European Union 02C 02C - Loan guarantees EUR 48,380,500,000 53,518,252,212 EIB. (accessed 16 April 2020); EC. (accessed 16 April 2020); OECD. (accessed 18 April 2020); EIB. (accessed 1 June 2020); EC. (accessed 19 April 2020); European Finance Network. (accessed 19 April 2020); EIB. (accessed 18 December 2020); EIB. (accessed 9 July 2020); EIB. (accessed 8 October 2020); EIB. (accessed 17 October 2020); EIF. (accessed 7 November 2020); EIB. (accessed 22 January 2021); EC. (accessed 3 February 2021).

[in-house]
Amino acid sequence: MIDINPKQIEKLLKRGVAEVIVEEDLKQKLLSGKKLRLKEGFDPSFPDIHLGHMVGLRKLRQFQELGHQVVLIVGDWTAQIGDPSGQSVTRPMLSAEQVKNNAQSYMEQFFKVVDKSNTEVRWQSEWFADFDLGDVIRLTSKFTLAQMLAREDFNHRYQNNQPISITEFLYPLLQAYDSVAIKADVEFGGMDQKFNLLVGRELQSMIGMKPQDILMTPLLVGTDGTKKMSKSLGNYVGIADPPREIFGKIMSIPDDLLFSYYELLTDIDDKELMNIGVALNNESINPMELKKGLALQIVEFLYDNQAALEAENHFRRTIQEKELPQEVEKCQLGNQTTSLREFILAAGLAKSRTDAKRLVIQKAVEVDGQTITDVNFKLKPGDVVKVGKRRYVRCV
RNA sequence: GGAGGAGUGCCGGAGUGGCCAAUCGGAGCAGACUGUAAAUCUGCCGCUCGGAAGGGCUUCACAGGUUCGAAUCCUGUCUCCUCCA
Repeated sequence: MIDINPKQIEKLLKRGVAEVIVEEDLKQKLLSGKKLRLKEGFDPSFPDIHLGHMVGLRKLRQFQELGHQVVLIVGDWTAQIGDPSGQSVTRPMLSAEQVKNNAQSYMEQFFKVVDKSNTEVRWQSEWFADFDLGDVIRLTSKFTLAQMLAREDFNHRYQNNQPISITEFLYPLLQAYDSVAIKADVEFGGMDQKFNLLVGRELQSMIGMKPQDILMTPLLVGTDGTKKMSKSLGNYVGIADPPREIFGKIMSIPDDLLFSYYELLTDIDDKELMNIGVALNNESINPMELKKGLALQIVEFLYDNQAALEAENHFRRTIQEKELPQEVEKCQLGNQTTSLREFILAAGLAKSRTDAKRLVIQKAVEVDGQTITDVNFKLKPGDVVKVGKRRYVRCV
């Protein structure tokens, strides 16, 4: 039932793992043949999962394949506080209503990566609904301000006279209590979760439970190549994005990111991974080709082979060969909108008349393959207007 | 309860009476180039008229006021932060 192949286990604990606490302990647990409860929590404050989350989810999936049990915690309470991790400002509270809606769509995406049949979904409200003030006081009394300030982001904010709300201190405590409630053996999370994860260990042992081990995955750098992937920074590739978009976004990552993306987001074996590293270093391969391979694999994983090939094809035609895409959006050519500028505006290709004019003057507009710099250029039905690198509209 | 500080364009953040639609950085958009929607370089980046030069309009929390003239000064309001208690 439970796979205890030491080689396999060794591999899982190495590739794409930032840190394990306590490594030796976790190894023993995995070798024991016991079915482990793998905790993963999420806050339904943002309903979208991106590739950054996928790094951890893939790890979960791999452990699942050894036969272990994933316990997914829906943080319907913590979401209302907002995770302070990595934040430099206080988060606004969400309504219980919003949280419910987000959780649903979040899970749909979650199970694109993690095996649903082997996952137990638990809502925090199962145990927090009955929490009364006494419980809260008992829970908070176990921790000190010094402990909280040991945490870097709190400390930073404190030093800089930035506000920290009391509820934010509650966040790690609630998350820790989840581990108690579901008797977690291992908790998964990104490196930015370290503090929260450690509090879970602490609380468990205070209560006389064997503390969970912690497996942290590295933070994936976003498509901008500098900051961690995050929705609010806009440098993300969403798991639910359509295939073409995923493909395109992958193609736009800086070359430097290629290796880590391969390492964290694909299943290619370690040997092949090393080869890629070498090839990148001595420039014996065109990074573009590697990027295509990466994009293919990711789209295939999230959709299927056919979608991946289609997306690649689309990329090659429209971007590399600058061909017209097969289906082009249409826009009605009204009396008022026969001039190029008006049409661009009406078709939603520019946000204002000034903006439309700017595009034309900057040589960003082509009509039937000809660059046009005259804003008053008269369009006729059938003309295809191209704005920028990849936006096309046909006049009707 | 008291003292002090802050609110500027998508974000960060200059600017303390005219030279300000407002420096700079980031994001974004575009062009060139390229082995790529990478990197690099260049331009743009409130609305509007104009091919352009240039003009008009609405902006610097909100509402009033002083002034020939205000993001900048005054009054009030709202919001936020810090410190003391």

(i) March 2020, The EIB's EUR20 billion in dedicated guarantee schemes to banks based on existing programs for immediate deployment; (ii) 6 April 2020, The EIB redirected EUR1 billion from the EU Budget as a guarantee to the European Investment Fund to incentivize banks to provide liquidity to affected SMEs and midcaps; (iii) 9 April 2020, EIB proposal to create a EUR25 billion guarantee fund, which will support up to EUR200 billion of financing for companies (especially SMEs) throughout the EU. The scheme will be implemented by the EIB Group, in close partnership with national promotional banks and other financial intermediaries; (iv) No amount/estimate: European Green Deal investments will remain a priority as part of the EU's efforts to kickstart its economy post-crisis. The commission hopes to mobilize at least 1 trillion euros (USD1.1 trillion) of sustainable investments in the next 10 years to help the bloc become climate-neutral by 2050. The InvestEU Fund will mobilize public and private investment through an EU budget guarantee; (v) No amount/estimate: 26 May 2020, The Board of Directors of the EIB has agreed on the structure and business model of the new Pan-European Guarantee Fund (EGF). Member State contributions to the EGF will take the form of guarantees and may include an upfront payment. Such guarantees will cover losses incurred in the operations supported by the EGF. Any losses will be borne pro rata by the participating countries. At least 65% of the financing are earmarked for SMEs. A maximum of 23% will go to companies with 250 or more employees, with restrictions applying to larger companies with more than 3,000 staff. A maximum of 5% of the financing can go to public sector companies and entities active in the area of health. Another 7% of EGF-supported financing can be allocated to venture and growth capital and venture debt in support of SMEs and midcaps; (vi) 1 July 2020, EIB Group – via the European Investment Fund (EIF), its subsidiary specializing in venture capital for SMEs – has provided BBVA with an EUR87 million guarantee for an SME loan portfolio via synthetic securitization; (vii) 1 October 2020, The EIB Group, consisting of the European Investment Bank (EIB) and the European Investment Fund (EIF), has provided a mezzanine tranche guarantee of around EUR125 million to Commerzbank AG on an existing portfolio of loans to small and medium-sized companies (SMEs and mid-caps). The guarantee will release regulatory capital for Commerzbank and will enable it to provide new lending of up to EUR500 million to SMEs and mid-caps in Germany under favorable terms. This is expected to mitigate the impact of the COVID-19 crisis on smaller businesses, self-employed individuals and mid-caps, which are currently experiencing shortages in liquidity; (viii) 13 October 2020, under the new European Guarantee Fund (EGF), approved EUR1.6625 billion guarantee and equity products for companies and health investment in EU member states most impacted by COVID-19; (ix) 4 November 2020, The European Investment Fund's (Part of the EIB Group) has agreed a top-up of EUR350 million with 5 Finnish banks on a loan guarantee scheme to help SMEs obtain financing. The guarantee scheme is a program under the European Union SME Initiative; (x) 19 January 2021, EIB Group synthetic securitization of around EUR130 million to enable BTV to lend more than EUR400 million to small and mid-sized businesses in Austria and Germany in response to COVID-19. The operation is backed by the EFSI guarantee under the Investment Plan for Europe; (xi) 1 February 2021, The EIF signed a guarantee agreement with Reinvent Finance to enable it to provide new financing to operators in the Nordic (i.e. Denmark, Sweden, Norway, Finland and Iceland) film and TV series industry who are facing difficulties as a result of the economic shock brought by the coronavirus pandemic. The guarantee agreement is backed by the EC under the Cultural and Creative Sectors Guarantee Facility (CCS GF) and the EFSI. A total guarantee amount of up to EUR26 million is expected to support 60 transactions in the film and TV series production sector, supporting Nordic creative content to go worldwide [update].